Malachi or Mal'achi "My messenger/angel", was a prophet in the Bible Old Testament and Jewish Tanakh.
He was the last of the minor prophets, and the writer of the Book of Malachi, the last book of the Old Testament canon (Mal. 4:4, 5, 6) Christian editions, and is the last book of the Neviim (prophets) section in the Jewish editions. No allusion is made to him by Ezra, however, and he does not mention the restoration of the temple, and hence it is inferred that he prophesied after Haggai and Zechariah (Mal. 1:10; 3:1, 10). It is probable that he delivered his prophecies about 420 BC, after the second return of Nehemiah from Persia (Neh. 13:6), or possibly before his return. Compare Mal. 2:8 with Neh. 13:15; Mal. 2:10-16 with Neh. 13:23).
Malachi is identified with Mordecai by Rav Nachman and with Ezra by Joshua b. Karcha (Megillah 15a). Jerome, in his preface to the commentary on Malachi, mentions that in his day the belief was current that Malachi was identical with Ezra ("Malachi Hebræi Esdram Existimant").
The Targum of Jonathan ben Uzziel to the words "By the hand of Malachi" (i. 1) gives the gloss "Whose name is called Ezra the scribe." According to Sotah 48b, when Malachi died the Holy Spirit departed from Israel.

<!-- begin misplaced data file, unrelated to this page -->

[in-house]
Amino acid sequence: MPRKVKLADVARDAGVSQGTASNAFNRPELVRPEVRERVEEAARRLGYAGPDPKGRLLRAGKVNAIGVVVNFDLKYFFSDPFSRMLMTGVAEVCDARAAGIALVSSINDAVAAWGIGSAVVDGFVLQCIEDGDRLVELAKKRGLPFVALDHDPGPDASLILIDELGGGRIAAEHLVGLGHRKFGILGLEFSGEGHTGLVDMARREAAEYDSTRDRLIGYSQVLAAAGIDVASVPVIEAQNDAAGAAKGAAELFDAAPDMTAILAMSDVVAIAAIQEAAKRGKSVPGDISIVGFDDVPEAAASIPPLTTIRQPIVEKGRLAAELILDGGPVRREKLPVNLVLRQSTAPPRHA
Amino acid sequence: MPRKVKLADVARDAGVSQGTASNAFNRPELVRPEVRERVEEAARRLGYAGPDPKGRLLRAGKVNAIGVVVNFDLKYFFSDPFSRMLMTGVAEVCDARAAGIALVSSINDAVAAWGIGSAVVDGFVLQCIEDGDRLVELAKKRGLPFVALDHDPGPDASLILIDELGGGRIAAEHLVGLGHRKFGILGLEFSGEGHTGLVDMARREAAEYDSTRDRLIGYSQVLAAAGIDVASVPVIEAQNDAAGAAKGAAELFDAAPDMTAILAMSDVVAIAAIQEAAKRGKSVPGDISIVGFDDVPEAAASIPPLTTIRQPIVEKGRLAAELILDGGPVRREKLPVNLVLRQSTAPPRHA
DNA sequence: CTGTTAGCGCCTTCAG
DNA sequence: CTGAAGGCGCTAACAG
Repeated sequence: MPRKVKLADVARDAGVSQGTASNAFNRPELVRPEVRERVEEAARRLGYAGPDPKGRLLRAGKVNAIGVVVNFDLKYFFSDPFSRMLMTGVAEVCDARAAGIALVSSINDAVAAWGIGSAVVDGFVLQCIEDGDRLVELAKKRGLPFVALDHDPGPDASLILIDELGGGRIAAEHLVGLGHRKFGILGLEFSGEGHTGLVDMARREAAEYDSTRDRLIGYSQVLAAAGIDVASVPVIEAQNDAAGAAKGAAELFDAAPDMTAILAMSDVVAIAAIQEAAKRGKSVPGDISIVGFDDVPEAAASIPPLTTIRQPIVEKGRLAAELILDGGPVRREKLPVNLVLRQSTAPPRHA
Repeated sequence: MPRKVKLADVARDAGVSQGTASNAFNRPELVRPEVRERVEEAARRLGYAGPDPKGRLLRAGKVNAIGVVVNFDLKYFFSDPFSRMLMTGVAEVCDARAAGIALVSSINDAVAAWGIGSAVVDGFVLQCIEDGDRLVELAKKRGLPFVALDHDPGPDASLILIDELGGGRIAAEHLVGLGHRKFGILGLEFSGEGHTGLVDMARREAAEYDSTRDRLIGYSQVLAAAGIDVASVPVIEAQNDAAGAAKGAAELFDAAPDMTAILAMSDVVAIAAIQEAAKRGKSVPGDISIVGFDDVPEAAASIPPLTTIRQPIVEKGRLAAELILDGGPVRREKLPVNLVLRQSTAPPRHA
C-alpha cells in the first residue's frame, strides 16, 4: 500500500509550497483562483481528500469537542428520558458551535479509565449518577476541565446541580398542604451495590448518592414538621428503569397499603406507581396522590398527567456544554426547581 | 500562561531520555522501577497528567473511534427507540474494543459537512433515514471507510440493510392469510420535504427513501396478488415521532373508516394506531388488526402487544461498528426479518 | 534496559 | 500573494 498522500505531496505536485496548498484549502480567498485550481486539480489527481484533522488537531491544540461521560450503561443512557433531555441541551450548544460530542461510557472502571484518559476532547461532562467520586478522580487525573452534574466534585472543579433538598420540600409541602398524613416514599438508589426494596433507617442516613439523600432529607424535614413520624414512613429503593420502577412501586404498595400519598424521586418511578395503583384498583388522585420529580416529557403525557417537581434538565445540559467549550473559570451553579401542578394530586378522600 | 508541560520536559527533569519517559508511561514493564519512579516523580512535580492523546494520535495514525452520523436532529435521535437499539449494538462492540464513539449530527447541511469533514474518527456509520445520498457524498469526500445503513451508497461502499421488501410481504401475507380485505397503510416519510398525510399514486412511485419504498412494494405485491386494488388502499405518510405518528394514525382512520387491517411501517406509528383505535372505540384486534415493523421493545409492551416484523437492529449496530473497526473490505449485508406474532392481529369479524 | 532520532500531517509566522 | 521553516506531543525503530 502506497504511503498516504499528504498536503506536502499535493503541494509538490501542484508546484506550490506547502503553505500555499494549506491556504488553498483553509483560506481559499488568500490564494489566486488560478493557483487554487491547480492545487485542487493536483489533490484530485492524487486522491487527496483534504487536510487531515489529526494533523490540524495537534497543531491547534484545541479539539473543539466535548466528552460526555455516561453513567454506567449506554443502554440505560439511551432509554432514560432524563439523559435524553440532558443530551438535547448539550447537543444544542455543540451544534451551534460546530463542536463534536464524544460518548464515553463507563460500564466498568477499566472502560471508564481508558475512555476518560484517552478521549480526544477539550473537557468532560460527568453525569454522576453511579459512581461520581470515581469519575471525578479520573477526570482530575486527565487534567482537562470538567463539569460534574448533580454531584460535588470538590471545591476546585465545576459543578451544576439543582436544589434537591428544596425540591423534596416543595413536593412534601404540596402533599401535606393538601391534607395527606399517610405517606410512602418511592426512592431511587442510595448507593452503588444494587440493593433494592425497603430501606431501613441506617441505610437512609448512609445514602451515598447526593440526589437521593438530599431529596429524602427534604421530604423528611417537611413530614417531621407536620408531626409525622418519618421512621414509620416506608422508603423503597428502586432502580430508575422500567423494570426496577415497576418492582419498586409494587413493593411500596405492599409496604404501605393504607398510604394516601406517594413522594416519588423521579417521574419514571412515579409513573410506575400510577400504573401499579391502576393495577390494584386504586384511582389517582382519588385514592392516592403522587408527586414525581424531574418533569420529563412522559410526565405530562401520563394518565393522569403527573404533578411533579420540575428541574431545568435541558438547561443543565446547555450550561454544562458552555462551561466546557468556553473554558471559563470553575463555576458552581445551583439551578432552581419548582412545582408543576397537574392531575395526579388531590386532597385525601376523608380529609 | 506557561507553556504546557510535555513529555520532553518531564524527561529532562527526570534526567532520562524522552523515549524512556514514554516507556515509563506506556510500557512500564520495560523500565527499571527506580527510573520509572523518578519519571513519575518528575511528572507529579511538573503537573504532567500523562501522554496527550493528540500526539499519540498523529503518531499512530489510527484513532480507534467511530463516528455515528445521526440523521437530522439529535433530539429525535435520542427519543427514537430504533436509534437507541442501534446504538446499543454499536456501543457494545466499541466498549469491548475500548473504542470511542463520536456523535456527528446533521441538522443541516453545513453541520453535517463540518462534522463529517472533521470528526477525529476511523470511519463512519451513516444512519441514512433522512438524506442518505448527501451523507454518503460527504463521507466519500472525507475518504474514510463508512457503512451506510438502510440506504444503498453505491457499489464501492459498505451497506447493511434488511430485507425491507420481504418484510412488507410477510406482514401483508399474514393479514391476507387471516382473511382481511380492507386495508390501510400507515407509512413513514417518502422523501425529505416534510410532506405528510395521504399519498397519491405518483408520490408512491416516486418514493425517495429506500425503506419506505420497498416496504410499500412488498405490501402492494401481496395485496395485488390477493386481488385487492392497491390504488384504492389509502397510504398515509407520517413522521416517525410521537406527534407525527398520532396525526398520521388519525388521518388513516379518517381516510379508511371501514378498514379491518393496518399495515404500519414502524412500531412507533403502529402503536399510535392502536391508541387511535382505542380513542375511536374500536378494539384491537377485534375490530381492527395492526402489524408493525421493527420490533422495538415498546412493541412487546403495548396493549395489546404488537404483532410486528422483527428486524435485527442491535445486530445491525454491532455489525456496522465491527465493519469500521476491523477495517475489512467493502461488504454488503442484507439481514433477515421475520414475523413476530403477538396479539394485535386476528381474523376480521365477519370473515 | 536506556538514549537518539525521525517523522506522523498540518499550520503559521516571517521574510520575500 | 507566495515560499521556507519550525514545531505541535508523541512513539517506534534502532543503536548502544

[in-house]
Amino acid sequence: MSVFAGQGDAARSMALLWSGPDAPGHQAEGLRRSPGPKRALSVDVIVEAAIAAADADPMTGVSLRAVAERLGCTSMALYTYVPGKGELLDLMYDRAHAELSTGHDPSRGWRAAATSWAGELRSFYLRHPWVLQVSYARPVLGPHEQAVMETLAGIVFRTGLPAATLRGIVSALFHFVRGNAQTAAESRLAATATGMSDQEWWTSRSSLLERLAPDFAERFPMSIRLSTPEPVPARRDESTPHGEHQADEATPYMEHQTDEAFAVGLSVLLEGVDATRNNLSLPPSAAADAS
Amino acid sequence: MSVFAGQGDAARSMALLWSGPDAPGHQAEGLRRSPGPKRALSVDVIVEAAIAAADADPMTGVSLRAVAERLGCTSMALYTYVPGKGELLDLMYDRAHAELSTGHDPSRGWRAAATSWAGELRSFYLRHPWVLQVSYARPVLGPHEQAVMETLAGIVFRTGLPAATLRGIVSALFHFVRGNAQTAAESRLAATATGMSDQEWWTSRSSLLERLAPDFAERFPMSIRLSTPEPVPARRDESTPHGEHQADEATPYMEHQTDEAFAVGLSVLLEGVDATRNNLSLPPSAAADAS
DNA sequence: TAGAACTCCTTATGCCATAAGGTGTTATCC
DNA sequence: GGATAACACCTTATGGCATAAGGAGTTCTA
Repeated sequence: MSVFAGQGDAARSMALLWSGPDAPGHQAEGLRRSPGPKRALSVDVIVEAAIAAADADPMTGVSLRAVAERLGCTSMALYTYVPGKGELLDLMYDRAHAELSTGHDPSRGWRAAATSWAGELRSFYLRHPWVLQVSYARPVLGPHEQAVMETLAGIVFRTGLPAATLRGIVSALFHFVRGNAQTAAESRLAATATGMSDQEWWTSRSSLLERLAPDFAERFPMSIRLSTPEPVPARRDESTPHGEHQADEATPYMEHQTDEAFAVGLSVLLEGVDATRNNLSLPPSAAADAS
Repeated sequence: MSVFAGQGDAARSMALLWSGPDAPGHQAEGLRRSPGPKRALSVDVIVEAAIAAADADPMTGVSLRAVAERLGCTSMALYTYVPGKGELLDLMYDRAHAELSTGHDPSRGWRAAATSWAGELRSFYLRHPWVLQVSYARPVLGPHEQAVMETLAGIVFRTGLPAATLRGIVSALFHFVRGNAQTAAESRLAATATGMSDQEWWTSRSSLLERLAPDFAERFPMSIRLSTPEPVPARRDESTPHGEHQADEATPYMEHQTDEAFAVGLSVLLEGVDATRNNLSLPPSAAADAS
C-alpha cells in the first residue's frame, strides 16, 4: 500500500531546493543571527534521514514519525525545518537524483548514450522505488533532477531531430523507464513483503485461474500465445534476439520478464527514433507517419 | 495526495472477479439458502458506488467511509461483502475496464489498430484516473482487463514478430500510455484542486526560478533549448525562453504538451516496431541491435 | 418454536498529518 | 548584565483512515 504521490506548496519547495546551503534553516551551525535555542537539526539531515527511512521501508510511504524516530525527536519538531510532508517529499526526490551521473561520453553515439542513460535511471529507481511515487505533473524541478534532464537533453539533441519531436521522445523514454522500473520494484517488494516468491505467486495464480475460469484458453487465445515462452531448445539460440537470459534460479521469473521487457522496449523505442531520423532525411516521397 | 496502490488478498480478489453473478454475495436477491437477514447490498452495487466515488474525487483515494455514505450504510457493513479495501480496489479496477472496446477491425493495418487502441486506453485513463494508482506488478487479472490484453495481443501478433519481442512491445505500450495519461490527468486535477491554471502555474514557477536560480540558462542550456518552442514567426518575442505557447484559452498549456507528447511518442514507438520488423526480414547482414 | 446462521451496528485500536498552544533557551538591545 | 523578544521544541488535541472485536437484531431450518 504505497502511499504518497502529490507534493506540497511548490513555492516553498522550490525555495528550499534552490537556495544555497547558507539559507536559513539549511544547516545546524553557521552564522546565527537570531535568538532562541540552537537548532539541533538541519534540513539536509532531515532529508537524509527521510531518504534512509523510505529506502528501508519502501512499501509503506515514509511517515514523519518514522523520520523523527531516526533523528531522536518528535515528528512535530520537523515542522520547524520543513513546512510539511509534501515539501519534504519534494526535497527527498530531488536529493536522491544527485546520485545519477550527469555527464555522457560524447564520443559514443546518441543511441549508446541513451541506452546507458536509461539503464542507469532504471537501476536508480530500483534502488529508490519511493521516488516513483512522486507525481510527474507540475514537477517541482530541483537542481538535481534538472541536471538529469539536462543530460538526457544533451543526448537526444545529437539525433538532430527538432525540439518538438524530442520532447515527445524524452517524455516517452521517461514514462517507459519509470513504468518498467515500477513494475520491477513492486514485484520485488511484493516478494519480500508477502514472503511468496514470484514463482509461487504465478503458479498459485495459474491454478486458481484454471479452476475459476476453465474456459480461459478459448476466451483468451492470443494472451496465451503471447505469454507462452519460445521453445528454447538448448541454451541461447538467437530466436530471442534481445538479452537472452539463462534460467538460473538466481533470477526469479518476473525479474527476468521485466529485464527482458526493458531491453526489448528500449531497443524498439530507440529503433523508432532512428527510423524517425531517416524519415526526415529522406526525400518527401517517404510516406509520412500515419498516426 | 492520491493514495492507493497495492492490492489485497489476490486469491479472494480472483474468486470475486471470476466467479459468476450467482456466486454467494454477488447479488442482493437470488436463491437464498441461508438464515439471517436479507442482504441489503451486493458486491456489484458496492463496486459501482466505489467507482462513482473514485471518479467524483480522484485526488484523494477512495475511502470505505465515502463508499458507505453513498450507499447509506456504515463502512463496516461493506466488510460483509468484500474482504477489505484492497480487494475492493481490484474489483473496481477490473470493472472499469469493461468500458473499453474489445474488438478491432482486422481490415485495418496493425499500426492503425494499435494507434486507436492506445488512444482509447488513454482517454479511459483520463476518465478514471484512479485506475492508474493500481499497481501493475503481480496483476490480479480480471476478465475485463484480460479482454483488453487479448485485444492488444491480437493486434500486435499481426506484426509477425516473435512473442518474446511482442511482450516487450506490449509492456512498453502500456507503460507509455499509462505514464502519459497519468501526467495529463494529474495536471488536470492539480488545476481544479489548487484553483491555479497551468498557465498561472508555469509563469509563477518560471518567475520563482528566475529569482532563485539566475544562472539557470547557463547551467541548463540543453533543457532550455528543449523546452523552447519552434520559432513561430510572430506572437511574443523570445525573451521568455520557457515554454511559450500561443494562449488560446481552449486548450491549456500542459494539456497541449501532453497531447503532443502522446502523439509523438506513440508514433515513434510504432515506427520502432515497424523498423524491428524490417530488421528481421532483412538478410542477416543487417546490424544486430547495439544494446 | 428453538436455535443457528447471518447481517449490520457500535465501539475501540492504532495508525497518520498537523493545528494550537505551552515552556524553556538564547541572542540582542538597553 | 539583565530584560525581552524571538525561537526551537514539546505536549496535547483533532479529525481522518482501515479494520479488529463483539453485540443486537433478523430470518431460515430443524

According to Rosh Hashanah 19b, he was one of the three prophets concerning whom there are certain traditions with regard to the fixing of the Jewish almanac. A tradition preserved in pseudo-Epiphanius ("De Vitis Proph.") relates that Malachi was of the tribe of Zebulun, and was born after the Captivity. According to the same apocryphal story he died young, and was buried in his own country with his fathers.
Book of Malachi
The contents of the book are comprised in four chapters. In the Hebrew text the third and fourth chapters (of the A.V.) form but one. The whole consists of three sections, preceded by an introduction (Mal. 1:1-5), in which the prophet reminds Israel of Jehovah's love to them. The first section (1:6-2:9) contains a stern rebuke addressed to the priests who had despised the name of Jehovah, and been leaders in a departure from his worship and from the covenant, and for their partiality in administering the law. In the second (2:9-16) the people are rebuked for their intermarriages with idolatrous heathen. In the third (2:17-4:6) he addresses the people as a whole, and warns them of the coming of the God of judgment, preceded by the advent of the Messiah.
This book is frequently referred to in the New Testament (Matt. 11:10; 17:12; Mark 1:2; 9:11, 12; Luke 1:17; Rom. 9:13).